Working in the interdisciplinary field of American studies, Amy Kaplan focused in her teaching and scholarship on the culture of imperialism, comparative perspectives on the Americas, prison writing, the American novel, and mourning, memory, and war.
A past president of the American Studies Association, Kaplan received her Ph.D. from The Johns Hopkins University, with a specialty in late-nineteenth-century American literature. Her first book was The Social Construction of American Realism (U Chicago P, 1988). She co-edited, with Donald Pease, Cultures of U. S. Imperialism (Duke, 1993). In The Anarchy of Empire in the Making of U.S. Culture (Harvard UP, 2002) Kaplan showed how imperial expansion abroad—from the US-Mexico War of 1848 to the First World War—profoundly shaped key elements of American culture at home. She received an NEH Fellowship and the Norman Forster prize for the best essay in American Literature in 1998 for "Manifest Domesticity." In 2011-12 she was a fellow at Princeton's Institute for Advanced Study.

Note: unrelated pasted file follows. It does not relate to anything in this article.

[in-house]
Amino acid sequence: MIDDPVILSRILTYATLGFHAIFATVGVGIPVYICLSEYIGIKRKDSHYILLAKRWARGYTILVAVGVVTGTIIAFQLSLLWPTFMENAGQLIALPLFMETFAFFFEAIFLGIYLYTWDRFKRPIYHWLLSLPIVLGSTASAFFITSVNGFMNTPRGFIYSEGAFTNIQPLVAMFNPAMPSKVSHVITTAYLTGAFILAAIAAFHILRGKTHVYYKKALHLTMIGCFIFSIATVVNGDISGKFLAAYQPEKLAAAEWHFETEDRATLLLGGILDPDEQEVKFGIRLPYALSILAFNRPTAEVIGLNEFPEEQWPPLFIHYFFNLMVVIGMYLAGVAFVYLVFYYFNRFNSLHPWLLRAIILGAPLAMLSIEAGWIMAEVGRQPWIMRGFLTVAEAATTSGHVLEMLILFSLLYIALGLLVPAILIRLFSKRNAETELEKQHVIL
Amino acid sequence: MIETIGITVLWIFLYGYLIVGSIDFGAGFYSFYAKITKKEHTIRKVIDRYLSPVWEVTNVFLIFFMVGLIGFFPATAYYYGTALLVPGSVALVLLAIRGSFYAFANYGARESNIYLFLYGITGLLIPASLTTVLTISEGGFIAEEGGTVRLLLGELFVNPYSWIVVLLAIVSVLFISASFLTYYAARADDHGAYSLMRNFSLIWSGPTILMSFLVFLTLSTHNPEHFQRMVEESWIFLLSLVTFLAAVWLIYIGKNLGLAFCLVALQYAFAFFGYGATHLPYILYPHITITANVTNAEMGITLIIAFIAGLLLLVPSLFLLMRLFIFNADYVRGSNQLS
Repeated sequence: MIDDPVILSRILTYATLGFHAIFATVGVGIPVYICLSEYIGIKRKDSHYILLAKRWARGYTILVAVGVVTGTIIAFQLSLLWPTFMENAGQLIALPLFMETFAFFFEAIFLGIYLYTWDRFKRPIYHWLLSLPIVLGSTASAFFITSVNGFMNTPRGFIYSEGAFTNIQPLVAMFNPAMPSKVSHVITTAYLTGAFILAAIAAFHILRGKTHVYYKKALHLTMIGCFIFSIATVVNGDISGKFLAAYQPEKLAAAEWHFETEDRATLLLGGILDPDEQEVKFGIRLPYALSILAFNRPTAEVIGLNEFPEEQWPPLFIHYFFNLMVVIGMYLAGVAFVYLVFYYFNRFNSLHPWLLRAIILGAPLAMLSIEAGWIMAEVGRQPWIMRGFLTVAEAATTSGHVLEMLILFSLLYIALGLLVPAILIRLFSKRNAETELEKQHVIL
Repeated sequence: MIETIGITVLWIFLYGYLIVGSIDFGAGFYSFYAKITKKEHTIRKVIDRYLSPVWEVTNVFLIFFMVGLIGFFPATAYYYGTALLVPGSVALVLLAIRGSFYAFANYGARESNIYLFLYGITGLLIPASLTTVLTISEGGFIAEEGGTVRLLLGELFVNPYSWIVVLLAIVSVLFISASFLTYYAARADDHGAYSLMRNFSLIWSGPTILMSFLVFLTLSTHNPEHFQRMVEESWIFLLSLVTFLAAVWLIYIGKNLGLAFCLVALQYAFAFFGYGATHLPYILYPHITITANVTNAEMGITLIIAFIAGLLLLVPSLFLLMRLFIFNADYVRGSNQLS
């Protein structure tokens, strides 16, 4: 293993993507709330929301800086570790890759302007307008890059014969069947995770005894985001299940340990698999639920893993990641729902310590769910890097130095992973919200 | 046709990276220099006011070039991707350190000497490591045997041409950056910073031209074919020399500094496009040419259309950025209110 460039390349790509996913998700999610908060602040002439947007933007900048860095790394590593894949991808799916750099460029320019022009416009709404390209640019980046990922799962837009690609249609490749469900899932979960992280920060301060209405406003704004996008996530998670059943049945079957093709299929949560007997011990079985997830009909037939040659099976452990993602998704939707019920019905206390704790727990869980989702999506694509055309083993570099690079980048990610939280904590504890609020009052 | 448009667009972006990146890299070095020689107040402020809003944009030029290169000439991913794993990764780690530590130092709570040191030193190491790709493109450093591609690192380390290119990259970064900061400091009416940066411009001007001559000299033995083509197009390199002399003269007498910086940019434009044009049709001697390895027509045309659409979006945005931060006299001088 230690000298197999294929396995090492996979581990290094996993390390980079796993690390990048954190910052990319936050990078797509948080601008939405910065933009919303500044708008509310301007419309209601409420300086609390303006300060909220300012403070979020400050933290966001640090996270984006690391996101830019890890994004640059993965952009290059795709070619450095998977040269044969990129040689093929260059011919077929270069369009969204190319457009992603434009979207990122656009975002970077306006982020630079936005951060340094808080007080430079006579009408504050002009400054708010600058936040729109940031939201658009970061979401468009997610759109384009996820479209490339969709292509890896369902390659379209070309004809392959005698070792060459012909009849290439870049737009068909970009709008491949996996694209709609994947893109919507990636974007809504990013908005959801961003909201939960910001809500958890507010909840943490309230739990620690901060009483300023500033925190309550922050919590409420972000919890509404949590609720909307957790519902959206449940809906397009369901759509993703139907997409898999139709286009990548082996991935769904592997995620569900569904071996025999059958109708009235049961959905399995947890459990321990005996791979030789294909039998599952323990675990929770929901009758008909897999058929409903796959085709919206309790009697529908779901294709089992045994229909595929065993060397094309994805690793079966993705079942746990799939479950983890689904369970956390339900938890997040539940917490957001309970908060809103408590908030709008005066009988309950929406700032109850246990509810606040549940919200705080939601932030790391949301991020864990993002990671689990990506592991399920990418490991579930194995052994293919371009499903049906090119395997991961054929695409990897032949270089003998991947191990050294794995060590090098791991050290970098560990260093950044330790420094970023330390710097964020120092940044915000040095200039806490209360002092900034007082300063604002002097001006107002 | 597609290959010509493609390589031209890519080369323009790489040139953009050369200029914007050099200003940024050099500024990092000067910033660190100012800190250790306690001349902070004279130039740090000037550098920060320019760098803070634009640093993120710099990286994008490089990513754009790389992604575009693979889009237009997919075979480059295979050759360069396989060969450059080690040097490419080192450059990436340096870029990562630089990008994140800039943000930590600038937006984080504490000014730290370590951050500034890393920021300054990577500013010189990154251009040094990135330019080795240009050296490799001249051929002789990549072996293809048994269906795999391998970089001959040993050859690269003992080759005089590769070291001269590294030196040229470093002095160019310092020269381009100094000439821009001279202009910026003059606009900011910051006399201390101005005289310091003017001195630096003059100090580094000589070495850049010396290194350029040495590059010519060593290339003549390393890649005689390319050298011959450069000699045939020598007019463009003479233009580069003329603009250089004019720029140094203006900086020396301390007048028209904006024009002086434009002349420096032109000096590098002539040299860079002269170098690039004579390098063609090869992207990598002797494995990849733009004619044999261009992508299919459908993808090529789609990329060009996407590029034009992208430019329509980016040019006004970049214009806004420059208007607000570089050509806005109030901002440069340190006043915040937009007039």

A wide-ranging critic of contemporary American culture and policy, Kaplan published essays on the place of Guantanamo Bay in American history, the discourse of “homeland security” in response to 9/11, analogies between the American and Roman Empires, academic life in Palestine in the Chronicle of Higher Ed, as well as articles on Mark Twain and Herman Melville. Her final book, Our American Israel: The Story of an Entangled Alliance, was published by Harvard UP in 2018. Amy Kaplan died on July 30, 2020.